Energy Drinks HealthQM

Are Energy Drinks Bad for You?

Energy drinks are one of the most consumed dietary supplements that are popular among men between the ages of 18-34 years and teens between the ages of 12-17 years. They contain large amounts of caffeine, sugars, taurine, B vitamins, glucuronolactone, carnitine, ginseng, Yohimbe, and bitter orange.

Although energy drinks may enhance alertness and improve reaction time, there is a growing body of scientific evidence showing that energy drinks can have serious health effects on children, teenagers, and young adults. These effects include seizures, diabetes, cardiac abnormalities, and mood and behavioral disorders [1]. 

What Are the Effects of Energy Drinks on Health?

1- Effects of Energy Drinks on Mental Health

Many studies investigated the link between energy drinks and mental health problems such as stress, anxiety, and depression; however, further studies are required to confirm this relationship.

Effects of Energy Drinks on Stress

Although several studies reported a positive correlation between energy drinks and stress, most of them were inconclusive due to the statistical methods used and the measuring factors included in the studies.

A study that investigated the relationship between perceived stress, consumption of energy drinks, and academic performance among 136 college students found positive correlations between the student’ perceived stress and energy drinks consumption. [2]. However, several studies provided no significant correlations between the consumption of energy drinks, stress, and PTSD (Post-Traumatic Stress Syndrome) [1].

Effects of Energy Drinks on Anxiety

A positive correlation between energy drinks and anxiety was reported by some studies, while others lacked statistical significance to back up their results. Two studies reported a positive correlation between the consumption of energy drinks and anxiety scores.

One study that included 107 young adults consisting of college student-athletes, Reserve Officers Training Corps cadets, and psychology students, found that 29% of the participants who consumed energy drinks had anxiety [3]. The other study reported a similar result; however, the effect was only significant in male participants [4].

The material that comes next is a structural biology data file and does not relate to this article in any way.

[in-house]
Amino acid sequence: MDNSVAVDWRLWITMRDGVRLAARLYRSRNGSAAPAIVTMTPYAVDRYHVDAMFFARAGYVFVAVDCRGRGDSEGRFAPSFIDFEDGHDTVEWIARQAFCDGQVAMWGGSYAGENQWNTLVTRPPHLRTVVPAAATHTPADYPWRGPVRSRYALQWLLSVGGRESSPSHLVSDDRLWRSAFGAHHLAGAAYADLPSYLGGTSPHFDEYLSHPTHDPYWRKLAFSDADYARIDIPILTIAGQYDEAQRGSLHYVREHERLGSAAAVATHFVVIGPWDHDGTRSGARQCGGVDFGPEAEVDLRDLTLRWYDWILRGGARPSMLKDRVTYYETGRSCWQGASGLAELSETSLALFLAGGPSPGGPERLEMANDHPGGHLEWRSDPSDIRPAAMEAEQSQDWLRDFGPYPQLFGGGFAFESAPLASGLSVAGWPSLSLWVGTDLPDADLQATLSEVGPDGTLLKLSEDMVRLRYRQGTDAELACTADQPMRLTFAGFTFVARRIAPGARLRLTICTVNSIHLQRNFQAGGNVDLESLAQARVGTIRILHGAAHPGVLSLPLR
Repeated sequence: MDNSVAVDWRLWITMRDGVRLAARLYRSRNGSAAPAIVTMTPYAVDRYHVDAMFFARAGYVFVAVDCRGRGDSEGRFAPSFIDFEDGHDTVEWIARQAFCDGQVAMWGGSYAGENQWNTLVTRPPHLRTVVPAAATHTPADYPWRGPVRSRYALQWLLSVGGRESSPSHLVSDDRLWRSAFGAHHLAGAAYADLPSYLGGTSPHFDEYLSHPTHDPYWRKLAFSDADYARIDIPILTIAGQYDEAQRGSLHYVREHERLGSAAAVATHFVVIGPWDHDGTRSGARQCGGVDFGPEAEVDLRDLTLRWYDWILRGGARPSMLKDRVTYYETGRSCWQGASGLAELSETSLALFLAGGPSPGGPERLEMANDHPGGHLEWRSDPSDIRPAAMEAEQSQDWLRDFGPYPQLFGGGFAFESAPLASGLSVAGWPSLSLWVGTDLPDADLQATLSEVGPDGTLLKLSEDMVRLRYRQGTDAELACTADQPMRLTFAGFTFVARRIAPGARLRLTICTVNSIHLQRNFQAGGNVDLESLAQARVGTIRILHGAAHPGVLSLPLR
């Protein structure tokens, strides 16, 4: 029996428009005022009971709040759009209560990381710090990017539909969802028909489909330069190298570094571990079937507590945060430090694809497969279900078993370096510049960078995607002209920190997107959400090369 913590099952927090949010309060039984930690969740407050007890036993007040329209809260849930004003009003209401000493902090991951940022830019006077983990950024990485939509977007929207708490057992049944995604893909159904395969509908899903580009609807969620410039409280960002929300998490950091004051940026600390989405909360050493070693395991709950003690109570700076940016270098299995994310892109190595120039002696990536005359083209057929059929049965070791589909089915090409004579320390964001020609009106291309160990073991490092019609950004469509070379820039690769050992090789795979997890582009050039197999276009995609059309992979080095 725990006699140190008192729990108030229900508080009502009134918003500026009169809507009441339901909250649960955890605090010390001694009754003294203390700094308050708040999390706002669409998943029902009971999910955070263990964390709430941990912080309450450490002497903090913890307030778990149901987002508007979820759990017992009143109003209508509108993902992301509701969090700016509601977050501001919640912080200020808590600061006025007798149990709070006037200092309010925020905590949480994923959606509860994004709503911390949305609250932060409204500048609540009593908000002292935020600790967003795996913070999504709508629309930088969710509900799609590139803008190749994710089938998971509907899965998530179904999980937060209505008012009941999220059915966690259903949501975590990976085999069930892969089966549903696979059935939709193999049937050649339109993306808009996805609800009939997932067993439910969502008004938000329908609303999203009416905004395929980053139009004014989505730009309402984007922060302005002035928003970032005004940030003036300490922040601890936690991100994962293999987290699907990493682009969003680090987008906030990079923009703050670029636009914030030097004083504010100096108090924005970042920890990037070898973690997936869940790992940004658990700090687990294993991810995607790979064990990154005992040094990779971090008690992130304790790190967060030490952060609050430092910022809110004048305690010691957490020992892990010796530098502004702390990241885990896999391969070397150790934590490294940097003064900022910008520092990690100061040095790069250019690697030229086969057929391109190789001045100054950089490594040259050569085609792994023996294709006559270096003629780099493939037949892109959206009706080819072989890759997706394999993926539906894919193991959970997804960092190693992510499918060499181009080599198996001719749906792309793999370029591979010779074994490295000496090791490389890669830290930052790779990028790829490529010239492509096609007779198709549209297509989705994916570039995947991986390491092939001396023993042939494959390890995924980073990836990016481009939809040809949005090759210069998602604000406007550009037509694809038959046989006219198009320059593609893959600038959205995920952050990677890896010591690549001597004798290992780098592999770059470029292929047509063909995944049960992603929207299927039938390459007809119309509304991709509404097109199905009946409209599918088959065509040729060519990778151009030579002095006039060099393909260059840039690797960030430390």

On the other hand, a study reported a positive correlation between caffeine consumption and anxiety in secondary school children; however, no statistically significant correlation between caffeine consumption from energy drinks and anxiety was observed [5].

Effects of Energy Drinks on Depression

A very large study of Canadian schoolchildren (N = 8210) reported a correlation between depression and the consumption of energy drinks at least once per month or more [6]. A similar result was also reported by another study that reported a correlation between anxiety and consumption of ≥100 mL/day of energy drinks [7].

Interestingly, a study reported a correlation between the consumption of energy drinks and depression, self-harming behavior, and suicidal thoughts in 10th-grade students from Turkey [8].

However, other studies that investigated the association between the consumption of energy drinks and depression in British secondary school children and fourth-year US undergraduate students, have found no positive association [5][9].

2- Effects of Energy Drinks on the Cardiovascular System

Energy drinks have a high content of caffeine that has been associated with multiple cardiac comorbidities including palpitations and arrhythmias such as atrial fibrillation and supraventricular and ventricular ectopy due to the increase in blood pressure [10]. Additionally, symptoms of caffeine overdose also include irritability, insomnia, tremors, and seizures.

3- Effects of Energy Drinks on Sleep